Tag Archives: 65-inch

Panasonic Launches New Flagship HZ2000 OLED TV for 2020.

Date: 31 Jul 2020 –
Written by: Rasmus Larsen –


The successor to last year’s GZ2000, which received our Reference Award, has arrived. HZ2000 features the 2020 OLED panel with improved BFI, Filmmaker Mode, improved sound, and more.

HZ2000 REPLACES GZ2000:
Last year’s GZ2000 was the first TV to use a customized version of LG. Display’s standard OLED panel, which is used in all OLED TVs on the market today. This panel has higher average and peak brightness (up to 1000 nits) and we gave it our Reference Award.

Here comes the successor in the form of HZ2000. On top of improved brightness capabilities, the OLED panel features the improved BFI (Black Frame Insertion) system of the 2020 OLED panel.

Panasonic Launches New Flagship HZ2000 OLED TV for 2020.
Panasonic launches new flagship HZ2000 OLED TV for 2020.

In addition, Panasonic says that HZ2000 offers an improved 3.0.2-channel speaker system for Dolby Atmos as well as HDMI eARC. It also comes with Filmmaker Mode and Dolby Vision IQ – like HZ1000 that we recently reviewed.

Finally, the company says that version 5.0 of its MyHomeScreen TV platform has some user interface tweaks. There are still no plans to provide software updates for MyHomeScreen after purchase.

On the other hand Panasonic is not yet ready to move to HDMI 2.1, which means that HZ2000 may not be an ideal partner for next-generation game consoles and video players. LG, Samsung and Sony have all begun the transition to HDMI 2.1 in high-end 4K TVs.

On the other hand Panasonic is not yet ready to move to HDMI 2.1, which means that HZ2000 may not be an ideal partner for next-generation game consoles and video players. LG, Samsung and Sony have all begun the transition to HDMI 2.1 in high-end 4K TVs.

Panasonic HZ2000 is available now in Europe in 55 and 65 inch sizes starting at £3300 / €2900.

Date: 31 Jul 2020 –
Written by: Rasmus Larsen –
Source: https://www.flatpanelshd.com

LG Gallery and Wallpaper 2020 OLED TVs Now Available

Date: 29 May 2020
Written by: Rasmus Larsen

LG is rolling out its new Gallery TV and a refreshed version of the Wallpaper model. The OLED TVs are available in 55 to 77 inches with HDMI 2.1, webOS, Apple features, and more.

GALLERY AND WALLPAPER OLED TVs:
LG has phased out its E series of picture-in-glass OLED TVs and introduced GX, a new line of TVs designed to hang flush on the wall. The company has also refreshed the design of its Wallpaper OLED TV WX.

The Gallery GX screen not as slim as the Wallpaper WX screen, which has a separate electronics speaker box that has been redesigned for the 2020 version. On the other hand all ports, speakers, and electronics are built-in. GX comes bundled with a slim wall bracket solution. An optional soundbar SNX7 for GX will also be available, said LG.

LG GALLERY GX OLED

With self-emitting OLED technology, LG is promising excellent picture quality including pixel-level control for HDR. GX and WX support three HDR formats (HDR10, HLG and Dolby Vision). The TVs also feature 4K resolution, HDMI 2.1 ports, Filmmaker Mode, and the Alpha 9-3 video processor.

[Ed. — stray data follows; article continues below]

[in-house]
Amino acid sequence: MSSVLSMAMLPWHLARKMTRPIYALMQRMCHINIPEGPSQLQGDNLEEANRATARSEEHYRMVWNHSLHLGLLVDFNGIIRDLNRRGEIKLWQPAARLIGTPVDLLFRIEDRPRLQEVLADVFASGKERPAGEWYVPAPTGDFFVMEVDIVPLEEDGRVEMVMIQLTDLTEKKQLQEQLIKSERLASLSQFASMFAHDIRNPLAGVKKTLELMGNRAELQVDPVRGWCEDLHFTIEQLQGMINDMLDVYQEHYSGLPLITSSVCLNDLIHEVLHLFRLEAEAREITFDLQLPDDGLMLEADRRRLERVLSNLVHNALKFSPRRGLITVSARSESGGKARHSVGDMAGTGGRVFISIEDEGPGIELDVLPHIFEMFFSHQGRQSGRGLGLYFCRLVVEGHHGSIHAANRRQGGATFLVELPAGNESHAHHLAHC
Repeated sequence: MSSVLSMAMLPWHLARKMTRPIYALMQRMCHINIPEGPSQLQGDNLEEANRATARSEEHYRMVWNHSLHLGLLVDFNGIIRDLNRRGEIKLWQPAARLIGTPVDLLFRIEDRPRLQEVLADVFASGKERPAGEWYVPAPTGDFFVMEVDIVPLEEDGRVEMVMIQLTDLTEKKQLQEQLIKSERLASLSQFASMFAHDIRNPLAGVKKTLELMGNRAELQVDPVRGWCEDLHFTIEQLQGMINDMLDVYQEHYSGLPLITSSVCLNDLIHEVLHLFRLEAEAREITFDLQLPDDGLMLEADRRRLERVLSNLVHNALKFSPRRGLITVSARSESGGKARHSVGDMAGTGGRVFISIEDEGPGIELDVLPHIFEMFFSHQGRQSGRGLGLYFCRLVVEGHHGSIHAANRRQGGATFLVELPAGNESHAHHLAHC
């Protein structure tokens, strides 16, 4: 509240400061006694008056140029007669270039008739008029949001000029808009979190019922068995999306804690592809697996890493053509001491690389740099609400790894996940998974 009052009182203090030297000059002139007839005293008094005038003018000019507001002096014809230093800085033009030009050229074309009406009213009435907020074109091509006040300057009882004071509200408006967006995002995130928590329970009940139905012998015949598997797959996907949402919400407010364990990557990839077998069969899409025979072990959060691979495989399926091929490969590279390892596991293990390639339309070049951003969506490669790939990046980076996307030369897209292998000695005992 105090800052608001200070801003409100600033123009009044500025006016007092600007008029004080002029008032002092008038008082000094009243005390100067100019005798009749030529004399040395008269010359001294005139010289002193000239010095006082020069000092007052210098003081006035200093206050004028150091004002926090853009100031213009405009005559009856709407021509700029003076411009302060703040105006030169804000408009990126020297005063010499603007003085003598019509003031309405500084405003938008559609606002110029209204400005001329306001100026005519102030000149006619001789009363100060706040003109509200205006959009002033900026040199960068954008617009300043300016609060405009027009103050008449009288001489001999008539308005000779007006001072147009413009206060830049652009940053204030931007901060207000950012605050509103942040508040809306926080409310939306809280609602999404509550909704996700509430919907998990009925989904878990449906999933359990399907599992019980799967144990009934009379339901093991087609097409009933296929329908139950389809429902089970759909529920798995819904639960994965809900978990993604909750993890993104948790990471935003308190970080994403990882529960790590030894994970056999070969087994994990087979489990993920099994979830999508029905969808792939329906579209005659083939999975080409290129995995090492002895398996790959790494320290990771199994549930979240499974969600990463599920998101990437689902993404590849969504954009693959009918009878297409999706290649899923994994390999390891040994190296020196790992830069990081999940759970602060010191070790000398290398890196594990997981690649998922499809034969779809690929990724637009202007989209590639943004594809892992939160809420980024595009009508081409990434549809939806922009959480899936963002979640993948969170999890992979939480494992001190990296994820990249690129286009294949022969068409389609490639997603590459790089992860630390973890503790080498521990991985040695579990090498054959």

LG GALLERY GX OLED

Both new TV models feature HDMI 2.1 ports with support for up to 4K120 inputs from next-generation game consoles and video players. In addition, GX supports three variable refresh rate systems: HDMI VRR, AMD FreeSync and Nvidia G-Sync.

The company’s webOS platform offers access to streaming apps, including the Apple TV app and Disney+, but not HBO Max that launched earlier this week. New streaming services are increasingly prioritizing platforms like Apple’s tvOS over Smart TV platforms.

LG WALLPAPER WX OLED

Like Samsung with its Serif TV and ‘The Frame’, LG has aspired to create unique TVs that can set it apart from the competition. GX is a step up from CX, while WX is a unique TV that no other manufacturer can offer at this time. Later this year, the South Korean company will introduce the world’s first rollable TV (RX).

LG GX and WX are available now in the US and Europe, with broader availability expected next month. Further details about pricing and availability can be found in the table below.

Date: 29 May 2020
Written by: Rasmus Larsen
Source: https://www.flatpanelshd.com

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What are The Best TV Brands?

It May Be Time to Reevaluate Your Brand Loyalty

Credit:

Written by: Lee Neikirk

Date: December 3, 2019

Recommendations are independently chosen by Reviewed’s editors. Purchases you make through our links may earn us a commission.

The history of dominant brands in the TV marketplace is a long and fascinating one. After World War II, Japan ramped up nationwide efforts to secure dominance in many consumer electronics markets, the end result being that by the latter half of the 1990s, Japanese brands like Sony, Panasonic, and Toshiba were dominant in the marketplace.

If you’re a little older, you may remember a time when fledgling TV brands Samsung and Lucky Goldstar—er, LG—were first crowding onto the shelves, and the consensus was that the LED TVs coming out of South Korea were of lesser quality than their Japanese counterparts.

However, those days are way behind us: Samsung and LG are beloved TV brands in the states, Panasonic has exited the US market entirely, and Chinese brands are gaining footing, especially in value brackets. If you’re still laboring under the idea that it’s Sony or nothing, it might be time to update your notions about TV brands, especially if you want to get your hands on the very best TVs.

We should note the list below is not in order of quality—we let our reviews and roundups do the talking there.

TV-brands-SAMSUNG
Samsung Incredibly Popular Still, With Beautiful High Quality TVs

Samsung has been the leader in the TV market for a long time now, owning the top market position year after year. Samsung may not always offer the best TV on the market—our reviews typically favor OLED models, which Samsung does not make anymore—but across the board its thin, sleek TVs have proven incredibly popular with consumers.